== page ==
We have been honored to speak at various local entrepreneurial events and play a strong role in this year’s Cucalorus Connect.

Most importantly, we have had the opportunity to embed ourselves in Wilmington’s entrepreneurial community. We have met some excellent thought leaders, networked with other local startups, and seen firsthand the progress being made in town. We cannot express our excitement for where this scene is headed and sure hope we have made some impact on helping Wilmington get there.

Now for a few things I find important at Elite that I hope help others:

Team – there is no I in team, unless you ask Jonathan Dineen, our industrial designer. He likes to doodle a “designy” TEAM where he emphasizes the negative space in the “A” and it inherently makes an “i.” I digress. One of the toughest calls in a startup is when and who do I hire? Initially, it’s great practice to bring in team members that tie directly into the revenue streams. However, at some point you have to identify some administrative positions that have less “tangible” impact on the business. Who can manage your pipeline and how much time does that save you? Once you analyze this, you start to realize that these impacts are quite a bit more “tangible” than you thought.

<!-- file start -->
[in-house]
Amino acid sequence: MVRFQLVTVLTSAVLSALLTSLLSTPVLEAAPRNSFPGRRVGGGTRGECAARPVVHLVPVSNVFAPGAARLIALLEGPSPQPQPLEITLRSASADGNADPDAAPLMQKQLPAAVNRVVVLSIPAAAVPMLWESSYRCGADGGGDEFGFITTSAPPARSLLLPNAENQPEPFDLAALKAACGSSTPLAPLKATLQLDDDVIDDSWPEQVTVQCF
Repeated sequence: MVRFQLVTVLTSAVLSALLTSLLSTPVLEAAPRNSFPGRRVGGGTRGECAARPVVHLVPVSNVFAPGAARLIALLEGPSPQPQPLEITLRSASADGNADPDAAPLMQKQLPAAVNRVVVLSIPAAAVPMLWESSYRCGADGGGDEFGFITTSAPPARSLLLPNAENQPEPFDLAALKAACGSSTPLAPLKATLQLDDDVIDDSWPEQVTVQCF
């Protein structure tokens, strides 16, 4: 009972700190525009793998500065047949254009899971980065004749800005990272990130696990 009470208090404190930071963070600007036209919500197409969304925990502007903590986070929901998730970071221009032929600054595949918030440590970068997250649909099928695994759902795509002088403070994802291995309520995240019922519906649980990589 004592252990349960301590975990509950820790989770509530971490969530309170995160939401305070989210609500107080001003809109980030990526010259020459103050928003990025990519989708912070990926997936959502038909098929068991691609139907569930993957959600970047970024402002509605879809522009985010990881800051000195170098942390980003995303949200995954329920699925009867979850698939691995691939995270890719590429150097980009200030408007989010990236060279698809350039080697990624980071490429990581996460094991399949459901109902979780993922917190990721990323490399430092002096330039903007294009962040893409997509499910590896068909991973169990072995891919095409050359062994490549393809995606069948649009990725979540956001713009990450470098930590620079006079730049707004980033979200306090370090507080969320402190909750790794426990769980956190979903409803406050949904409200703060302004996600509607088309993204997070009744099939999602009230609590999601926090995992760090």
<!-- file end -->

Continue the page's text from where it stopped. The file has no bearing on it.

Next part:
Tools – You’re a manager, right? Your job is to provide resources to your team; that includes time, money, personnel, the list goes on. Sometimes these tools have that same “intangible” impact on your business, but at the end of the day, they empower your team to excel in their jobs. The obvious firsts include accounting tools, better yet an accountant. Hire one… Spend a couple hundred a month, the amount it costs comes back in a matter of hours. The next thing is a CRM tool. Get one… Salesforce, Sugar CRM, there are tons. The first time you see your opportunity pipeline as real potential, you’ll quickly realize what you are missing otherwise. Combine some of these formerly “intangible” items together and you’ll be pretty excited about what it does for you. The next thing needs to be a billing tool. Just think about it, you handle business with similar people. We are all busy and it’s easy for bills to be put off. Invest in a billing tool to cut down on your receivables, you’ll sleep better at night.